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AN ADVERTISING SECTION OF THE STATE NEWSPAPER | FRIDAY, JULY 21, 2017


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FRIDAY JULY 21 2017

...........................................................................................................THE STATE

How to handle death? Cry, hospice pastor says BY MARK BREDHOLT

Special to The State

“Tears are the noble language of the eye.” – Robert Herrick (1591-1674), English poet and cleric

Death, loss and pain have been three of my closest companions throughout my 64 years. In my last two years of high school and my first two years of college, I worked for a small, country funeral home. Later, the twists and turns of life brought me into the unique world of hospice care, where I spent 34 Bredholt years as a chaplain. I have concluded my formal ties to hospice and have transitioned into being on-call to local funeral homes when a family needs help and guidance with a funeral or memorial service. On hundreds of occasions, I have been asked the same question over and over again. How do you handle all that death? The answer is a fairly short one. I cry. My tears have been a healing balm and the gift of restoring balance and understanding for the world I must navigate. I am not sure when this gift arrived. I remember crying from watching movies like “Old Yeller,” “The Diary of Anne Frank” and “To Kill a Mockingbird” in my childhood. President Kennedy’s death and funeral was so sad and scary to my brief 10 years of life, but the gift of my tears connected me to all the other people who were crying, and I felt better that I was not alone in my grief. I have a question that I have been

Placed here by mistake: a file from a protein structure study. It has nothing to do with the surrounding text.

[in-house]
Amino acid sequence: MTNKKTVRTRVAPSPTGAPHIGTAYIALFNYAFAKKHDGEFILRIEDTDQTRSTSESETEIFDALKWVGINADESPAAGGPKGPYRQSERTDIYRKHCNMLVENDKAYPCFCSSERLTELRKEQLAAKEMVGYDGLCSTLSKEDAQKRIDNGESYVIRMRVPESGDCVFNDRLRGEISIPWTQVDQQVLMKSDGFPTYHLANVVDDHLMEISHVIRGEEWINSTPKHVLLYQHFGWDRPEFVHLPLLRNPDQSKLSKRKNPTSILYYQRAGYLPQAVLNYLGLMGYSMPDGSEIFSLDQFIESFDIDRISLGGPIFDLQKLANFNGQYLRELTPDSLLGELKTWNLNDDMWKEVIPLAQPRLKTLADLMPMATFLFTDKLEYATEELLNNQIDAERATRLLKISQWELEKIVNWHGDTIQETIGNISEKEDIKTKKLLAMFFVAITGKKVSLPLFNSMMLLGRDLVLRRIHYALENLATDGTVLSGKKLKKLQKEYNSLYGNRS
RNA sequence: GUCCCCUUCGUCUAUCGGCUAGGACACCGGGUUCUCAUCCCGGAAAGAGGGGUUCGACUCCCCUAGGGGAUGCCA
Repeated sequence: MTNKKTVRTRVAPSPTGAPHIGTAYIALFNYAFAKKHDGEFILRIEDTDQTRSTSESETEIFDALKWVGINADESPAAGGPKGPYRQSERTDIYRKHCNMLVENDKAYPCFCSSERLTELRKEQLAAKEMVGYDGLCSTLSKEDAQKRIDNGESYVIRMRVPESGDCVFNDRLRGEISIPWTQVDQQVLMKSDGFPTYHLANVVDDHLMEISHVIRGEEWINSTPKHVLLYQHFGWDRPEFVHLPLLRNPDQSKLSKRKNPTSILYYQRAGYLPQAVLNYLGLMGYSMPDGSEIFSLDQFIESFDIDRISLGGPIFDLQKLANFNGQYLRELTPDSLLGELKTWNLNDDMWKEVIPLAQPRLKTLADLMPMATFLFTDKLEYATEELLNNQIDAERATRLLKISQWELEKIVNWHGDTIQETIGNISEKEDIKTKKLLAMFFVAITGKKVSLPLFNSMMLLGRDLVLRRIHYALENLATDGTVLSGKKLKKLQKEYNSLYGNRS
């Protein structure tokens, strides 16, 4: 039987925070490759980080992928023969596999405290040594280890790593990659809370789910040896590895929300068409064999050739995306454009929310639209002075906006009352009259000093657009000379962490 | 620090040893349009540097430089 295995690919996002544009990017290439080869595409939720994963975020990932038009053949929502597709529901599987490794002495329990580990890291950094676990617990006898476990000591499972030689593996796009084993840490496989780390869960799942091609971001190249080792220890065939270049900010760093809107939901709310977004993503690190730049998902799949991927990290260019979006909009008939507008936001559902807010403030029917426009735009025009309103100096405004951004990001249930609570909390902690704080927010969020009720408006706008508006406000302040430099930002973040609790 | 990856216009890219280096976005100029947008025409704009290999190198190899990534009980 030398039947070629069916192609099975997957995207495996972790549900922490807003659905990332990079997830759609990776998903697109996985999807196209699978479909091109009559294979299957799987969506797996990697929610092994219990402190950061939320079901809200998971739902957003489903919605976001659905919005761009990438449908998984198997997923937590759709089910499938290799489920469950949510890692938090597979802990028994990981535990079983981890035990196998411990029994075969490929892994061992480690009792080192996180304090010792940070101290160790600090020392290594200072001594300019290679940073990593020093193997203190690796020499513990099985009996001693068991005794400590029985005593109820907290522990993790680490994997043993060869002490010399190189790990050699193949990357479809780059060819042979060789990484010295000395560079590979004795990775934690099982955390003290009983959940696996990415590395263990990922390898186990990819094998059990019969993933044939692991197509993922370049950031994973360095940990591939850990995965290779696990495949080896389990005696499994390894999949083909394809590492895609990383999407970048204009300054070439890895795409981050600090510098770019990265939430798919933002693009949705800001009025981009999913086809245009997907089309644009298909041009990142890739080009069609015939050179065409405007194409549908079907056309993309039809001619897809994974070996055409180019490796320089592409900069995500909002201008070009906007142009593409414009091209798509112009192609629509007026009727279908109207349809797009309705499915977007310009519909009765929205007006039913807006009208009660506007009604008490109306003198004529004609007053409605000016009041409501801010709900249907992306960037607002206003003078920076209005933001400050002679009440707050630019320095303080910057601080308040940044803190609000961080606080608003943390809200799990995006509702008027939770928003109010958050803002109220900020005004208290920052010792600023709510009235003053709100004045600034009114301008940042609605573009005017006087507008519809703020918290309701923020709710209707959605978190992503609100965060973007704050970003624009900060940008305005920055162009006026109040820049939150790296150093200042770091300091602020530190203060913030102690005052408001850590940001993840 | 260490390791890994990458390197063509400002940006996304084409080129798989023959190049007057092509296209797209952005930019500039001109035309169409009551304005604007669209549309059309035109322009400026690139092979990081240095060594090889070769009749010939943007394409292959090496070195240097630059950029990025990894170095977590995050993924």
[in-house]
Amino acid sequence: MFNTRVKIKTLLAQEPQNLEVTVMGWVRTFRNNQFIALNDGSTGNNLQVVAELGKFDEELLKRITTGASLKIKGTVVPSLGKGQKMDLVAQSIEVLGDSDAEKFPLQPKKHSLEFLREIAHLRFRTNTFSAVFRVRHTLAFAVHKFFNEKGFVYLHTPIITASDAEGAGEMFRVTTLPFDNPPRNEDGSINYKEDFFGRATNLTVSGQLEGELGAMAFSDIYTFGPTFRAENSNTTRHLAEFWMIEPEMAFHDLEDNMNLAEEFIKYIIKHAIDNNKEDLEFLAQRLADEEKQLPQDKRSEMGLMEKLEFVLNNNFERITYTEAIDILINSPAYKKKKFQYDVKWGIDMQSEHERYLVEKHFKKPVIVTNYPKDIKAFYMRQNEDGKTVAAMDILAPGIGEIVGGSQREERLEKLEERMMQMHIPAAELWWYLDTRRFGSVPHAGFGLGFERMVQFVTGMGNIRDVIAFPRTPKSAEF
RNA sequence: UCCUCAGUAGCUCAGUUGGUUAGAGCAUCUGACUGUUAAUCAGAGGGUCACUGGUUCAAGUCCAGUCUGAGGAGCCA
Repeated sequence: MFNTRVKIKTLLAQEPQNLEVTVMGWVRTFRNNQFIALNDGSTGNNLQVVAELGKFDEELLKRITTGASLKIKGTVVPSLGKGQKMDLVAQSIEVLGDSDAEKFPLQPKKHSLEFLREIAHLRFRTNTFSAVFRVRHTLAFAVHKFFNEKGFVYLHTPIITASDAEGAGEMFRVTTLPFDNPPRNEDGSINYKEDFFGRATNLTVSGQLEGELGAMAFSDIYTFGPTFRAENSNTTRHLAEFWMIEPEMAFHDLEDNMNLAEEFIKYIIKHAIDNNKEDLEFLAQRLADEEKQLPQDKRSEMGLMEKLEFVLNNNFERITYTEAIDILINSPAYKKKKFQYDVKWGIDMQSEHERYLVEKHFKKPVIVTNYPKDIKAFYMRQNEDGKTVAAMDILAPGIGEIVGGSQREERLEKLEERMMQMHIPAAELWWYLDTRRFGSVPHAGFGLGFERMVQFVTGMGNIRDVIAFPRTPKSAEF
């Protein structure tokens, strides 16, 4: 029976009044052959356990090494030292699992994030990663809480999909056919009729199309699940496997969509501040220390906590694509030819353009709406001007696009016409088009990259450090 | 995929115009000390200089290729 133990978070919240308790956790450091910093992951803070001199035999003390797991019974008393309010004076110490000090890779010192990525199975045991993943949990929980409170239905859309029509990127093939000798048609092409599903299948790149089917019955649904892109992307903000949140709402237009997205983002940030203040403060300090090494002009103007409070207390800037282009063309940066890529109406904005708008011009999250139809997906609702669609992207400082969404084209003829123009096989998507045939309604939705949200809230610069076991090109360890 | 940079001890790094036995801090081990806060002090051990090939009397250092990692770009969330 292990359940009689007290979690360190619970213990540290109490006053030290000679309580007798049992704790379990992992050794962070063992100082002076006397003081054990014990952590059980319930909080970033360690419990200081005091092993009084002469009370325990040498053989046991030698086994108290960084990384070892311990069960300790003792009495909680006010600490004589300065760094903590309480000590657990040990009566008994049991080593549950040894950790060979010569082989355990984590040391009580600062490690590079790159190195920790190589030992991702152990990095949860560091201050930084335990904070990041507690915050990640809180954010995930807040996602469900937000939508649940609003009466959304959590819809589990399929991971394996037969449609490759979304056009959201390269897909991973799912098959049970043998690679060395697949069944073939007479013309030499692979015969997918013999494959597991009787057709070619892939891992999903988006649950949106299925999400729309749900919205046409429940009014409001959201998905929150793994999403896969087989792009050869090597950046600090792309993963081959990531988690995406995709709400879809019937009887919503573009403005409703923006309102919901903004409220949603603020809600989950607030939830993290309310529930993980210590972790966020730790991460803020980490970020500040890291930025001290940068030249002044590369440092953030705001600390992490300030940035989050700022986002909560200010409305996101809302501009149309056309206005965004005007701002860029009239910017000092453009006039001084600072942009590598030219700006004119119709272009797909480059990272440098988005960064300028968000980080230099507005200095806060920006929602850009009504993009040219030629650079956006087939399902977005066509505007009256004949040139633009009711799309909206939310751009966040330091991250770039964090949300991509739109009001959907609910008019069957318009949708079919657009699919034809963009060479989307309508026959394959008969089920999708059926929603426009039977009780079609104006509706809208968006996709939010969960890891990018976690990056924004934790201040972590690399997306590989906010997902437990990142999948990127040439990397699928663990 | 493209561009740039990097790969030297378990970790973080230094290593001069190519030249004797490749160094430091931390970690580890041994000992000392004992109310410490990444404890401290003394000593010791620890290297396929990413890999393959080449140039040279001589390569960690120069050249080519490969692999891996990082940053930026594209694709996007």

working on for many years now. Have you ever noticed that when people cry they almost always apologize to the people who are present in that holy moment. Why? Part of the answer is that people keep telling other people to be strong when they are feeling everything but strong. A big part of our culture believes that crying is weakness. I have learned to tell people it is better to be healthy than to be strong. Tears keep us healthy and human. Tears connect us to other special gifts as well. Tears honor truth and love in our relationships, and I am pretty sure the world could use more of those two virtues. I still cry for a little boy I served in my early years of being a hospice chaplain. He was 8 years old and was dying of

AIDS. He was living in a foster home with a God-sent loving and wise mother. One day he asked me to help him plan his funeral. It was a hard moment – and a task I was not ready for. He insisted; he was not going to let the matter go. We talked about what he knew of funerals and what he wanted in his service.